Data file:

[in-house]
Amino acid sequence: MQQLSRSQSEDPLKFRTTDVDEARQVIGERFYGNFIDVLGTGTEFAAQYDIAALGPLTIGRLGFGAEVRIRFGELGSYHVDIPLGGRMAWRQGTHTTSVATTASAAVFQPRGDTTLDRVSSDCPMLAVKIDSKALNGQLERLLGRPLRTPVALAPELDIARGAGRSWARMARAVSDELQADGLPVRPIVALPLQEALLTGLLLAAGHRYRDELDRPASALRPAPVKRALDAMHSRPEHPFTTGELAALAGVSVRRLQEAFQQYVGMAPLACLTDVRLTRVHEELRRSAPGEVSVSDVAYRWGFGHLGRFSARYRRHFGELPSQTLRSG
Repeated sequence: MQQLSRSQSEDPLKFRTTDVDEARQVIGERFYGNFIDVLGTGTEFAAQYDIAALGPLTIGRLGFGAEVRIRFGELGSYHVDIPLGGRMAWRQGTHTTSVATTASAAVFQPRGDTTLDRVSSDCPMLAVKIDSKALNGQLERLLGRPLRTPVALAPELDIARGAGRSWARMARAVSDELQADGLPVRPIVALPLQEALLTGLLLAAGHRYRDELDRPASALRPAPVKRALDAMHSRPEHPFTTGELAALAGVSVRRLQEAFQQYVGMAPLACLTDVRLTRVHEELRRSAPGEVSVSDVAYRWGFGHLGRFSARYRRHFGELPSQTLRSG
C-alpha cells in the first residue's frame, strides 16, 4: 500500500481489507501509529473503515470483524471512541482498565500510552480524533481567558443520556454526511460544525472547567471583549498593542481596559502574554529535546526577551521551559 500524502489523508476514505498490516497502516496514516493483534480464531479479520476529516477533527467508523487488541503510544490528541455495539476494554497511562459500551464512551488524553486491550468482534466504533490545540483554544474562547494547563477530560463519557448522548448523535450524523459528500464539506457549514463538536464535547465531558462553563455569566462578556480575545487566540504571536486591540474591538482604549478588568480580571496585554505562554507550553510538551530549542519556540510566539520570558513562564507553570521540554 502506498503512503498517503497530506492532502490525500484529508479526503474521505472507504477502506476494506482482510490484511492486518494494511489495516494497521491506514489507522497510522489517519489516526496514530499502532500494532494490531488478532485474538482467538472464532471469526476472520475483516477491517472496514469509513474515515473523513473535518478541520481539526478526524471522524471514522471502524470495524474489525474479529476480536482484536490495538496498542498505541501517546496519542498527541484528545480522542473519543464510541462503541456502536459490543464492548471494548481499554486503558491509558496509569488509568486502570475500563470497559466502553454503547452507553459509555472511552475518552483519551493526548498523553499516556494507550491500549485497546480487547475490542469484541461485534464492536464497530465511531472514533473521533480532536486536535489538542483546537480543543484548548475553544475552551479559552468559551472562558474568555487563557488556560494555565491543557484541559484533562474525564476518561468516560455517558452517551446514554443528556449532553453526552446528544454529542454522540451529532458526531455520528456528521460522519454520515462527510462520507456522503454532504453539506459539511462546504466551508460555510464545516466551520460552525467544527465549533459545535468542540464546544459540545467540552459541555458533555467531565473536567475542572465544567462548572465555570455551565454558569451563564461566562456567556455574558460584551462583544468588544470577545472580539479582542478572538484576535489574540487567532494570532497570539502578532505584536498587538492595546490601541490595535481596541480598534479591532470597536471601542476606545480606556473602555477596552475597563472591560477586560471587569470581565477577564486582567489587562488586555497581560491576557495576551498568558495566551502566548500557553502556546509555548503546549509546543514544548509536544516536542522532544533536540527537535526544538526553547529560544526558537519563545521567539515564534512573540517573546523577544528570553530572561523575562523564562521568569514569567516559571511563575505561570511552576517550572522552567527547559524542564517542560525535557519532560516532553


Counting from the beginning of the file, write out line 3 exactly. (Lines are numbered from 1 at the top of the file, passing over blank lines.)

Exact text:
Repeated sequence: MQQLSRSQSEDPLKFRTTDVDEARQVIGERFYGNFIDVLGTGTEFAAQYDIAALGPLTIGRLGFGAEVRIRFGELGSYHVDIPLGGRMAWRQGTHTTSVATTASAAVFQPRGDTTLDRVSSDCPMLAVKIDSKALNGQLERLLGRPLRTPVALAPELDIARGAGRSWARMARAVSDELQADGLPVRPIVALPLQEALLTGLLLAAGHRYRDELDRPASALRPAPVKRALDAMHSRPEHPFTTGELAALAGVSVRRLQEAFQQYVGMAPLACLTDVRLTRVHEELRRSAPGEVSVSDVAYRWGFGHLGRFSARYRRHFGELPSQTLRSG